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  1. #41
    GrizzlyAdams's Avatar
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    Quote Originally Posted by landcruzr View Post
    Having many of the same issues , I set off to the basement to put all of these suggestions to good use- I started by consuming several of my most prized home brews-A holiday ale high in flavor and alcohol .....
    a most excellent story.

    This is what happens to me if I'm sewing after midnight, even bereft of buzz.

    I'm happy to report that my roller cutter maimed finger is healing nicely without infection. It won't be long before I'm back typing with all 10 fingers again.


    Grizz

  2. #42
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    Grizzly, that is, um, gristly. Next project: kevlar finger cozies!

    When I start a sewing project, I make sure the thickness of the needle is suited to the fabric I'm sewing (there may be a chart inside the sewing machine manual, but basically, the lighter or stretchier the fabric, the lower the needle number). I also hold the thread ends behind the presser foot when starting the seam, and turn the flywheel forward by hand so that the needle is in the fabric before giving it power. I practice on a doubled scrap of the same fabric before I start on the actual project. Depending on the thickness of the seam, I may need to lighten up on the presser foot tension or adjust the upper thread tension so that the loops of thread are not too loose. Despite all of this, I get the birdnest under the seam sometimes.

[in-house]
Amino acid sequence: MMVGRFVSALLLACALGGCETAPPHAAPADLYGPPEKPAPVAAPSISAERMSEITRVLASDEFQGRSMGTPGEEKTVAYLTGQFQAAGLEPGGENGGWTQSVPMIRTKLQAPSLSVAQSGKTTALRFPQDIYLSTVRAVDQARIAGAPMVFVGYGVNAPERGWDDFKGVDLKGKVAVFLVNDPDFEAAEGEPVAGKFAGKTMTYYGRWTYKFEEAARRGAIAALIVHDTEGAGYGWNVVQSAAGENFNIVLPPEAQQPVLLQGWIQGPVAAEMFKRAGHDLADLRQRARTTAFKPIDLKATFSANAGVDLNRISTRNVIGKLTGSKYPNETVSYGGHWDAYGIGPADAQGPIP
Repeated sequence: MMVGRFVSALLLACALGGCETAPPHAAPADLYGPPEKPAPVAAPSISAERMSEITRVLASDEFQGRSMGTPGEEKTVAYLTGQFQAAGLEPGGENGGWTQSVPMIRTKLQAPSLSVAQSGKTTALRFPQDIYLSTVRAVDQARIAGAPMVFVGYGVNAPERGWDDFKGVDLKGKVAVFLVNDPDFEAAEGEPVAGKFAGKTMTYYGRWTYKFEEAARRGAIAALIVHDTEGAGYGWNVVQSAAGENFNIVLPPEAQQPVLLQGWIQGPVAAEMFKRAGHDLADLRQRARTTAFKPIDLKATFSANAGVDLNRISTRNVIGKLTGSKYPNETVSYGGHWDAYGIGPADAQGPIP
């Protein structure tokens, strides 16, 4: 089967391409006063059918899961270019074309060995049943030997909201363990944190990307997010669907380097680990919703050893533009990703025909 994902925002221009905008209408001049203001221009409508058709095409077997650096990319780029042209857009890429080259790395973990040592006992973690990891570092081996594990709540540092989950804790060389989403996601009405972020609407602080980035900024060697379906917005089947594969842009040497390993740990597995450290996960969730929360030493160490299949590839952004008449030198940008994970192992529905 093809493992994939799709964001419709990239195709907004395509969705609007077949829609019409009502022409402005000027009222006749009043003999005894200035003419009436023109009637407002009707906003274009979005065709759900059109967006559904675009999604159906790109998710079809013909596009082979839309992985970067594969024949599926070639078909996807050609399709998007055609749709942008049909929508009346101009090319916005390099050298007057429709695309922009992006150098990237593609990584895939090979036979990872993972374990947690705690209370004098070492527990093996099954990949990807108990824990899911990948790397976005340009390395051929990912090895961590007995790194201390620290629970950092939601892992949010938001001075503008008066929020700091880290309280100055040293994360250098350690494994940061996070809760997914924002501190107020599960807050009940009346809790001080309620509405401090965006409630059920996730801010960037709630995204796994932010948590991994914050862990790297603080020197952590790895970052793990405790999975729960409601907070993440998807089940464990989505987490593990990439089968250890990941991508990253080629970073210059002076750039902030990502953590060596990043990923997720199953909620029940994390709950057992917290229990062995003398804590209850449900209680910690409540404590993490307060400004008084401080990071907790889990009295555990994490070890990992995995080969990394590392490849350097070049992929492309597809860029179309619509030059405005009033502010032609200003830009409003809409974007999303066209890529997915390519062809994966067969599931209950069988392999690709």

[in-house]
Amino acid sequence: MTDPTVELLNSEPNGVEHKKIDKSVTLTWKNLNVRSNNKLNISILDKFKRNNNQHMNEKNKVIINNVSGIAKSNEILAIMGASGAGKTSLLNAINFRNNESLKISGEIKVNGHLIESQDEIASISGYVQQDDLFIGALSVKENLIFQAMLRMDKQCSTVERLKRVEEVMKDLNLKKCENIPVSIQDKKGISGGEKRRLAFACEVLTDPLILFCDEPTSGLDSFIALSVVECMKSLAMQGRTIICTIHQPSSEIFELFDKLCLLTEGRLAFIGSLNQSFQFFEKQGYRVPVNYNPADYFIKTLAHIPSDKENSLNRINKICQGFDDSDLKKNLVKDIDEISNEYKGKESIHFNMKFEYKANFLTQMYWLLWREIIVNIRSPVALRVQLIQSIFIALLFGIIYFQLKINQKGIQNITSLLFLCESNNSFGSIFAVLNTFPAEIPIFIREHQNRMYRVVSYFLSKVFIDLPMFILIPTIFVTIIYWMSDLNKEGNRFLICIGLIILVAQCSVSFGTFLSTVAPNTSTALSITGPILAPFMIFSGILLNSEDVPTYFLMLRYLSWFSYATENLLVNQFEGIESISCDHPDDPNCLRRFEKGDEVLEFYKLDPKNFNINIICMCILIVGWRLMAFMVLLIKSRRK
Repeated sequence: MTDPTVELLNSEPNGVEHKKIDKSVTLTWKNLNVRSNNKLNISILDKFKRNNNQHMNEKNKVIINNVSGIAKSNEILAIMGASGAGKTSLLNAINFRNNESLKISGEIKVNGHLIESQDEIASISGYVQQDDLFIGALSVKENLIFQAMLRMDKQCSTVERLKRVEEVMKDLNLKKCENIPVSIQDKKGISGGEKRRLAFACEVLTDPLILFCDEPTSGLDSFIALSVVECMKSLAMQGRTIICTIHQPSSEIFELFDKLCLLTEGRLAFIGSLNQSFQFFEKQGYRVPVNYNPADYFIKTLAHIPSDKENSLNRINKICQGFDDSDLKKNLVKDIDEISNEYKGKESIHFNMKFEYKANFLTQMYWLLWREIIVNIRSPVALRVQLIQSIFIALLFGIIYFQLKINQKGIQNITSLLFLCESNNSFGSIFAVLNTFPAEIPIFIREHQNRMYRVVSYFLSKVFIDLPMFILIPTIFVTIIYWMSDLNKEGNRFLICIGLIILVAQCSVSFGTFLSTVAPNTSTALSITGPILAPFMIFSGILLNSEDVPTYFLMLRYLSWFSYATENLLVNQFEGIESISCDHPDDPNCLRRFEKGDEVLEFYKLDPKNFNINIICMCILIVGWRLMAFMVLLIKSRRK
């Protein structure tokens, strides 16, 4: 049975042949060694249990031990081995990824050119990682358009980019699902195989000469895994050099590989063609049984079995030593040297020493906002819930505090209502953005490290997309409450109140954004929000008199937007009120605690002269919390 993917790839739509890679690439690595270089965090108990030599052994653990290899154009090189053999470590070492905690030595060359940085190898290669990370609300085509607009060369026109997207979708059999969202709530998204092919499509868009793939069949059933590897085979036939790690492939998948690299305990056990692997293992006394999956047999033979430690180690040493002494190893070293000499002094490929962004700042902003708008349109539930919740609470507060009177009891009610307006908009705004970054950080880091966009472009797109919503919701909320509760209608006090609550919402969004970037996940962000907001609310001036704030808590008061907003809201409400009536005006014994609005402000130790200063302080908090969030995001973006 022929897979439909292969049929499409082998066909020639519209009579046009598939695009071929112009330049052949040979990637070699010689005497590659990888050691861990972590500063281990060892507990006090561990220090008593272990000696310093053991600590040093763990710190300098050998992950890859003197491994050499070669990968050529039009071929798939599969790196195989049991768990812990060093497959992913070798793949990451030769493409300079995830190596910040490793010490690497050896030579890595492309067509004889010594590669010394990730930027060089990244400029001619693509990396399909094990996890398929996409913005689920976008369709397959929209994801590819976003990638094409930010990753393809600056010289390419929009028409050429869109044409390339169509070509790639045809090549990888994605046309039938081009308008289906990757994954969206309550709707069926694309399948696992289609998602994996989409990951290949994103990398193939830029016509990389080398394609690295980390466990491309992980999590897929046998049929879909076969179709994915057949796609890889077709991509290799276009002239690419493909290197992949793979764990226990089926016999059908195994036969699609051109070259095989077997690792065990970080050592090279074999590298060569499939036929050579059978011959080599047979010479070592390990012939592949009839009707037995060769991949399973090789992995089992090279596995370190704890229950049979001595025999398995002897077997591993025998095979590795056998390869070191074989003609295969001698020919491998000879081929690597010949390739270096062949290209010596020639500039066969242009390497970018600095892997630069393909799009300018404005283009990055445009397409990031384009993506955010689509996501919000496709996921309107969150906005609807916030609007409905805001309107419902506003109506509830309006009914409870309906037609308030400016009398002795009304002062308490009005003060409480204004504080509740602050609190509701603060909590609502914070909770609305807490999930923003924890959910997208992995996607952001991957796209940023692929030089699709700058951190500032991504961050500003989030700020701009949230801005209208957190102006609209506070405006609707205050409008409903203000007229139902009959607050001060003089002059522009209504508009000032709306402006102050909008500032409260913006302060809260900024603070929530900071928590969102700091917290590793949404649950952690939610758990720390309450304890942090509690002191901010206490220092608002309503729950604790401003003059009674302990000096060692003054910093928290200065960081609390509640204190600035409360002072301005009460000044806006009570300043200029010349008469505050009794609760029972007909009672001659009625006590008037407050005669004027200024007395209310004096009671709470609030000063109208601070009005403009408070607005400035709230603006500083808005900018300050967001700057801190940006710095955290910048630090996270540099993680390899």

I have one of the exclusive Nelco machines, sold only at Sears during the 1980s, so your machine may vary.
    Last edited by Boose; 01-11-2008 at 07:36. Reason: not awake yet

  3. #43
    New Member landcruzr's Avatar
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    Ok Ok - I have to admit that the story is slightly ficticious - however after having all the problems with my vertically oriented gear driven thread injector(real men dont use sewing machines )I just decided to take it to the shop and give it a tune up- its an older machine and probably hasnt been looked at in some time!!! The ladies there were very helpful with tips and tricks!! and also gave lots of advise on settings and adjustments!!

  4. #44
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    I have two machines; one circa 2004 and one circa 1945. I use the 1945 machine the most, I just like it better. However, on both machines I use the same method for my bobbin tension.

    I wind the bobbin and then I hold the thread, if the bobbin falls on it's own it is too loose, when I give it a little bounce and it drops a few inches (6 or so) it is just right. Clumping, knots or a mass of thread on the bottom is usually too little tension, but it could also be the speed the fabric is going through the dogs.

    If you don't have a walker foot then you need to 'slightly' pull the fabric throught the dogs to keep it from bunching.

    However, needle size, thread size and speed are easy to deal with once you have the bobbin tension set properly, that is the main thing.

    Unless the timing is off, I think this will help your situation the most.
    "I aim to misbehave." - Capt. Mal Reynolds
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